Will gadgets make knowledge obsolete?

When everyone can find out anything, anytime, anywhere -- why learn?

In the 1984 cyberpunk novel, Neuromancer, author William Gibson describes a future in which people can acquire knowledge by buying special chips called "microsofts" that plug into a surgically installed jack behind the ear. Once you plug in the chip, your brain can access its database and - voila! Knowledge!

It's an interesting and creepy idea, but one that we're going to have to face eventually. No, not painful implants, we're going to have to face the problem of education in a world in which nearly all knowledge is available to everyone, instantly all the time.

A mere 20 years ago, almost no one had heard of the Internet, had ever used a mobile phone or even knew what "GPS" stands for.

Today, most people I know over the age of 12 use the Internet every day, access data all day on their mobile phones and use GPS gadgets to get from one place to another. Mobile broadband is rapidly getting faster. Mobile devices are getting radically better screens and user interfaces. And the whole world of access data on mobile devices is quickly bringing us to the point where we can find out just about anything from anywhere.

Where will we be 20 years from now in terms of our ability to access any information from anywhere? The mind boggles. Let's look at a few trends.

Trend No. 1: The rise of Internet-connected smart phones. Smart phone shipments are up 29 per cent, according to market research firm Gartner, and now represent 11 per cent of the worldwide mobile phone market. In many countries they represent the majority of sales. As handset prices drop, and data plans and online services become more compelling, smart phones will largely replace "dumb" phones for just about everybody and become totally mainstream .

Trend No. 2: The increasing speed of data connections. Both the number of people upgrading to mobile broadband, and the speed of those connections, are rising very fast. Mobile-phone maker Ericsson predicts that mobile broadband subscribers could reach 2.2 billion within five years. As of January, there were 204 HSDPA (3.5G) networks in 89 countries either fully operational or well on their way. This level of performance will quickly go mainstream, and users will start looking forward to 4G, or Ultra Mobile Broadband (UMB) performance on their phones, which will be capable of downloads as fast as 280Mbit/sec., two orders of magnitude faster than DSL on a desktop PC!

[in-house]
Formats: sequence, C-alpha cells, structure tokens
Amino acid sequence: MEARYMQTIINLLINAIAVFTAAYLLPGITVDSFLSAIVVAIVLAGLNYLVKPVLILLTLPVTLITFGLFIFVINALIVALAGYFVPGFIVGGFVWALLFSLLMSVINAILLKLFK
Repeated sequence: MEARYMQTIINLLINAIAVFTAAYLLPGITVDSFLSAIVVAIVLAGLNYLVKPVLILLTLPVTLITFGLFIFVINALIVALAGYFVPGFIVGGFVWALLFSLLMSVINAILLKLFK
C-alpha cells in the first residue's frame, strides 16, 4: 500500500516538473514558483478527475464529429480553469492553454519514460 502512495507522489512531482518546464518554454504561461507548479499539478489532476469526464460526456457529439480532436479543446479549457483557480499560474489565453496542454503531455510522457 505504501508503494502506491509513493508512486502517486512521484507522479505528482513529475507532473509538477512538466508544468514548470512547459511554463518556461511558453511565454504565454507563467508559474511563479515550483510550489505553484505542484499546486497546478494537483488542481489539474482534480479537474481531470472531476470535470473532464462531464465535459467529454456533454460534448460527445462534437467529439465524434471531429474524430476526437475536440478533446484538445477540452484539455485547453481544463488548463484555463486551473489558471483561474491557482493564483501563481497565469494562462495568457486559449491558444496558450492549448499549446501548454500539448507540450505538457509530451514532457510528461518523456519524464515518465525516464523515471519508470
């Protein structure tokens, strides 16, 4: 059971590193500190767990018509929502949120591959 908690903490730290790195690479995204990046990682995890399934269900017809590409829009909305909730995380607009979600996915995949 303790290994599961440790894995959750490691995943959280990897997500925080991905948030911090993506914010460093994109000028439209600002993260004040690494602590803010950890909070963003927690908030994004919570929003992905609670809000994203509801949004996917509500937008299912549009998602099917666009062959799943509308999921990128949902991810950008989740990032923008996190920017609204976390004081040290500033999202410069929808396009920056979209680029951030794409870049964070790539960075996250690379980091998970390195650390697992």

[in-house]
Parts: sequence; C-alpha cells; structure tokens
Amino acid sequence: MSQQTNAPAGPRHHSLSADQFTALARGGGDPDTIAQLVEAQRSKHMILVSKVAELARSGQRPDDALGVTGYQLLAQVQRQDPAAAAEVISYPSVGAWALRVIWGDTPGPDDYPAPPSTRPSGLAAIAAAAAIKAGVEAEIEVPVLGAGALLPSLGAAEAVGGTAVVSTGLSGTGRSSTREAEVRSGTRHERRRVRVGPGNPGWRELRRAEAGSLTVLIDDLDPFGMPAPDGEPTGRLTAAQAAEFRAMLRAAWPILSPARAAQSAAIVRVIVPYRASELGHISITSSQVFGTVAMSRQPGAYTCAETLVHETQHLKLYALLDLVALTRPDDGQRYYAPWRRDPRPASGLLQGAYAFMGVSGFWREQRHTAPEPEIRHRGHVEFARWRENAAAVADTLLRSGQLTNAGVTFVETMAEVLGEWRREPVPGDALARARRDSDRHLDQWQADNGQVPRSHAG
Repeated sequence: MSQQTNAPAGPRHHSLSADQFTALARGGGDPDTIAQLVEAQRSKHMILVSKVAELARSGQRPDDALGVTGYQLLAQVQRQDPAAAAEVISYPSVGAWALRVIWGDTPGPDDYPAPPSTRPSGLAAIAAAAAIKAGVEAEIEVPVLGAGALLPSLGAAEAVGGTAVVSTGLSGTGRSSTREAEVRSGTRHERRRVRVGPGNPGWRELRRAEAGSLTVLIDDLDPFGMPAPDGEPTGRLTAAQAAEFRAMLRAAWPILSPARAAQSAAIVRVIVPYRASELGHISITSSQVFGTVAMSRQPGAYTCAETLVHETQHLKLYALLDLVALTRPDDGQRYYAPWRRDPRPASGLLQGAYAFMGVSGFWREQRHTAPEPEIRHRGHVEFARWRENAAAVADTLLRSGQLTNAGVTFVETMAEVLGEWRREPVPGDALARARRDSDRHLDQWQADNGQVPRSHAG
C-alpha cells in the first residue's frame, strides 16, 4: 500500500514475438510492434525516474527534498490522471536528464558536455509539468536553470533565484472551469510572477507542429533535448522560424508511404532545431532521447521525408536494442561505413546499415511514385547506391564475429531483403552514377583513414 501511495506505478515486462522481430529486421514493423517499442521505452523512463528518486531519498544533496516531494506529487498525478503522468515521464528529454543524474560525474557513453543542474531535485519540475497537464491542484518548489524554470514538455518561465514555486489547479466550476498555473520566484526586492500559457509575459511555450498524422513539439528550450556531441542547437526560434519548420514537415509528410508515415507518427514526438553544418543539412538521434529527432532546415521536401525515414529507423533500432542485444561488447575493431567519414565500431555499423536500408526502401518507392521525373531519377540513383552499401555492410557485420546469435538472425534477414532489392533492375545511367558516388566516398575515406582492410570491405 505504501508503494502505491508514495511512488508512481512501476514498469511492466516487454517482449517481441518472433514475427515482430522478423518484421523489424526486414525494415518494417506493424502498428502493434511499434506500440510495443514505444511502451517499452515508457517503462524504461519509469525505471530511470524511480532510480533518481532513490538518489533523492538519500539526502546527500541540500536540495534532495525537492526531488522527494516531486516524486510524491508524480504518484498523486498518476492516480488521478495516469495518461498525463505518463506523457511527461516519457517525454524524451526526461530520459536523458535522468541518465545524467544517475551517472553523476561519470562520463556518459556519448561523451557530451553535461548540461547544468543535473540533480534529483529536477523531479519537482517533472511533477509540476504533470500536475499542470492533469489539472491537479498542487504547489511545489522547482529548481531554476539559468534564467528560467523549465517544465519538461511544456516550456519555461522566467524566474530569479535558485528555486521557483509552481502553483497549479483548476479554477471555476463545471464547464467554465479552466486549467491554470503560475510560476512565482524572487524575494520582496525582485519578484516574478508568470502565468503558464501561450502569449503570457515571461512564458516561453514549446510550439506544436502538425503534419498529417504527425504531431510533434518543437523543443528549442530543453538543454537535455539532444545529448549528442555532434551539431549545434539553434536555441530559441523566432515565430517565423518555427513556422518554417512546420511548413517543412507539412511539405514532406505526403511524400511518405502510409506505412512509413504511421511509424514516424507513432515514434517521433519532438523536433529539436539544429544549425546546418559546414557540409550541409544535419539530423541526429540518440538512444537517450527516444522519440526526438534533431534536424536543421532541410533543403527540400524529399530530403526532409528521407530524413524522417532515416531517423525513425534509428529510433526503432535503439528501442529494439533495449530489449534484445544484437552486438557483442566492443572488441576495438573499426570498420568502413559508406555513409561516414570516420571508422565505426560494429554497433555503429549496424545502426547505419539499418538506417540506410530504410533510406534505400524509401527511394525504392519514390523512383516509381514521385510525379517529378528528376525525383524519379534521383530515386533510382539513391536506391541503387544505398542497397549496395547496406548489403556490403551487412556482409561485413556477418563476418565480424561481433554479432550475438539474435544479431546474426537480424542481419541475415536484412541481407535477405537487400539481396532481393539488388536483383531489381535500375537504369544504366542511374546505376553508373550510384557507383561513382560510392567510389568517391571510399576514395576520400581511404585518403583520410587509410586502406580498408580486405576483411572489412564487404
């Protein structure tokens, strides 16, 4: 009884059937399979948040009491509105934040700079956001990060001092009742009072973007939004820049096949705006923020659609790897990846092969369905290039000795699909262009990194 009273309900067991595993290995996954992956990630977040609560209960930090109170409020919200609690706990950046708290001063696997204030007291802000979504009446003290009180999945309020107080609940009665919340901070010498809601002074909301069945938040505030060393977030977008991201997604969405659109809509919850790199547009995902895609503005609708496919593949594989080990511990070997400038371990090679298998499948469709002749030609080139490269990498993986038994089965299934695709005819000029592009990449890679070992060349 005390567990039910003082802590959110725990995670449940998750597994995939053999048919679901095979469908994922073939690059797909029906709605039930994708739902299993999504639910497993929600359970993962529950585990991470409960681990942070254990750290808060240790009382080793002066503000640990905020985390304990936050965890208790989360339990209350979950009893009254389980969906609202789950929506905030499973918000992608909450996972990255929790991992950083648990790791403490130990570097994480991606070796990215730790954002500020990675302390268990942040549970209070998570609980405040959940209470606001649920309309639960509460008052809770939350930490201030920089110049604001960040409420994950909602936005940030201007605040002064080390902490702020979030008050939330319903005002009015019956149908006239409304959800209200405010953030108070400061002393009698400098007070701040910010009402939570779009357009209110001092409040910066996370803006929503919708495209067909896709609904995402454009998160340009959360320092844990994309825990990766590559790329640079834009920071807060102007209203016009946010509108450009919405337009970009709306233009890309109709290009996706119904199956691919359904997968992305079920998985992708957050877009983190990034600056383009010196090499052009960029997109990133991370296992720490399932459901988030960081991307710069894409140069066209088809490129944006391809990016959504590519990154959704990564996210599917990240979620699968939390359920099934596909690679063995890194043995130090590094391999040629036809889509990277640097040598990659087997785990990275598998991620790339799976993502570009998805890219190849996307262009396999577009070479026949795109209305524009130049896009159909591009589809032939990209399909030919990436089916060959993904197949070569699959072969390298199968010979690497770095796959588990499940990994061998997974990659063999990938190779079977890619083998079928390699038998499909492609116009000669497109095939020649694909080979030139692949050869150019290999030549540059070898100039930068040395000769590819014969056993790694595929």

Trend No. 3: Improvements in user interfaces. The Apple iPhone, and its ginormous, high-quality screen and intuitive user interface re-set the bar for how easy and appealing grabbing online data over a phone should be. Imitators abound, and all are scrambling to produce ever better experiences for mobile data.

Trend No. 4: Advancements in voice recognition and artificial intelligence. Voice command is slowly creeping into our phones. Little by little, our phones' GPS functionality, applications, and Web browsing will be controllable with the spoken word. Increasingly, our commands will be processed on remote servers that can "learn" and figure out what we're looking for, and present it in a way that's most usable. As services like GOOG-41 become more popular, people will increasingly use voice-command systems to get information anytime, anywhere.

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Mike Elgan

Mike Elgan

Computerworld
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